Costa Rican production fell, coffee exports fell by nearly 30%
Costa Rica's coffee exports fell 28 percent in January compared with the same month last year, mainly due to lower harvests and strong international supplies, according to figures released by Costa Rica's coffee agency ICAFE.
According to ICAFE, the total cargo volume for January was 60,757 bags of 60 kilograms each. Costa Rica expects to export approximately 1.3 million bags in the current 2023/24 harvest season, a decrease of nearly 13 per cent compared to shipments in the previous cycle. Costa Rican officials say bad weather conditions and a possible glut of Arabica in global markets are putting pressure on prices.
Costa Rica exports coffee mainly to the United States and the European Union, but to sell coffee beans in the EU, it must comply with the EU's earlier Deforestation Free Regulation (EUDR), which stipulates that no person or enterprise can sell products related to deforestation in the EU market, including coffee and cocoa. The regulation will have an adaptation period of 18-24 months and will come into force as soon as the end of December 2024. As a result, many importers are afraid to import coffee, and many coffee-producing countries have responded to the regulations, but they have invested a lot of money in the process.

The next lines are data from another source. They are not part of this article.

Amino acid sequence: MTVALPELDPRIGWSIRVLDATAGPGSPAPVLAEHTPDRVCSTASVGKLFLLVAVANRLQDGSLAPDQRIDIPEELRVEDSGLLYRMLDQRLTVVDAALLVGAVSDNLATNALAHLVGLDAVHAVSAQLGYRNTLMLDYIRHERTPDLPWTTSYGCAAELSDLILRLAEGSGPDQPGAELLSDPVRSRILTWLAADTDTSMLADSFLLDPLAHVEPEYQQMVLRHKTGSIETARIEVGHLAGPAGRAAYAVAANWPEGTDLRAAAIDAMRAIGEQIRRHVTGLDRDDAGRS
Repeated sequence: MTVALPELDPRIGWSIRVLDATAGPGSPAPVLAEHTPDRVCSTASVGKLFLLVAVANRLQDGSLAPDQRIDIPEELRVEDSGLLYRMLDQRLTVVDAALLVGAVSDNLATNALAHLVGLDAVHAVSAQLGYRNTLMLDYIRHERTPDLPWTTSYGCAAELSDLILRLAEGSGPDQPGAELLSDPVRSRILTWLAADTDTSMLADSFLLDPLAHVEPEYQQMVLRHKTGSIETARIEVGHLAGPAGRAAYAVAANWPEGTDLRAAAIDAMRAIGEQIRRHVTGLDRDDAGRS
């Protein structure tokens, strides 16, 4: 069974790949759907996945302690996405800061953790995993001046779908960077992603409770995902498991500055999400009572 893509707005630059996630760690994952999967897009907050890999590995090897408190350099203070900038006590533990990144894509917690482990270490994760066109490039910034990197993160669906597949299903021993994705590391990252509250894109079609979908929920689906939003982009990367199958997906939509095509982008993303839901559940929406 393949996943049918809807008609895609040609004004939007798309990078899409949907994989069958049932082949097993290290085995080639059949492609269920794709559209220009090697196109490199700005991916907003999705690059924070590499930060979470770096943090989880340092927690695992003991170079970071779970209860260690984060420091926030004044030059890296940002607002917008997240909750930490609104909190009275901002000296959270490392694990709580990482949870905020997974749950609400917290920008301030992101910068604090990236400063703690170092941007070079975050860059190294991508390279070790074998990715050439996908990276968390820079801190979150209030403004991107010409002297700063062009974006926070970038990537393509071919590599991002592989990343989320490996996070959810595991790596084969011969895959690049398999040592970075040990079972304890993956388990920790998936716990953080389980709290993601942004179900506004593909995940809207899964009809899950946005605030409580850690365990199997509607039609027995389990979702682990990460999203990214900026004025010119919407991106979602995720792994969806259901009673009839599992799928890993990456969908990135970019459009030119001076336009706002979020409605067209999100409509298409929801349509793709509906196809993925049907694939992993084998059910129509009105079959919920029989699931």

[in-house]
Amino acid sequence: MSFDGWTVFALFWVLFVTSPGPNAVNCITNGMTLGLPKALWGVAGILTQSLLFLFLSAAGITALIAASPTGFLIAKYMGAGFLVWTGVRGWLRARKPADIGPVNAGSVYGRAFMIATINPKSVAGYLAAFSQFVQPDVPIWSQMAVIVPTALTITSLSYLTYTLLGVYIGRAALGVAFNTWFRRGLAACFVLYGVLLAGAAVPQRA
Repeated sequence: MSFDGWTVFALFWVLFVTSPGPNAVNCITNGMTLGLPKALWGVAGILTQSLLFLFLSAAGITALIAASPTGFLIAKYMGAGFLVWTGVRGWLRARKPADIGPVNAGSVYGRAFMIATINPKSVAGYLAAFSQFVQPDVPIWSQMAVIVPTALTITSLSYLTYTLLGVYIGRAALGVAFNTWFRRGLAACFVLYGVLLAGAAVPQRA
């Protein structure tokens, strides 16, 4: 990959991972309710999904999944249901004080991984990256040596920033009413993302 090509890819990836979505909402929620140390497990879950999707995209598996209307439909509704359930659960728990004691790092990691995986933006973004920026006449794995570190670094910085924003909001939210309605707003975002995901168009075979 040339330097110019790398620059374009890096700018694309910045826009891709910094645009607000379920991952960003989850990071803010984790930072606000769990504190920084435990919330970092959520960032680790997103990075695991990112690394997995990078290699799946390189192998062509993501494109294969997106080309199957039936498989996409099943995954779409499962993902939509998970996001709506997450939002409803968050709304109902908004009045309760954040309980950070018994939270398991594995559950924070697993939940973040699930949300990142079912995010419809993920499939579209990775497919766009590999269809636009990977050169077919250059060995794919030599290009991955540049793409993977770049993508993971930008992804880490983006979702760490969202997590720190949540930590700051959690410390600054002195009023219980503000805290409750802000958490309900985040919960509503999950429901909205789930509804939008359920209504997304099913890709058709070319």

Recently, accidents have also occurred in San Jose, Costa Rica. According to an earlier report in Costa Rica's El País newspaper, since the end of January, Costa Rica's tap water and sewer (AyA) has begun to receive complaints from residents of several counties in San Jose province, saying that tap water smells of gasoline, and many people have symptoms of vomiting and diarrhea.
AyA and the Ministry of Health later confirmed that tap water was contaminated with hydrocarbons and advised against drinking tap water, not using tap water for food preparation or washing, and not using boiled water. After investigation, University of Costa Rica (UCR) researchers ruled out the possibility that the contaminated water contained gasoline or diesel, but it is still unclear what the specific pollutants are.
However, water supplies are currently contaminated in several areas and the crisis continues. And some industry insiders say that water pollution will also affect land. The reason is that hydrocarbons leak into the surrounding soil, and when oily substances enter the soil, they will destroy the soil structure, reduce the water permeability of the soil, change the physical properties of the soil, and reduce the activity of the soil. Therefore, there are concerns about the quality and yield of future agricultural products such as coffee in the region.
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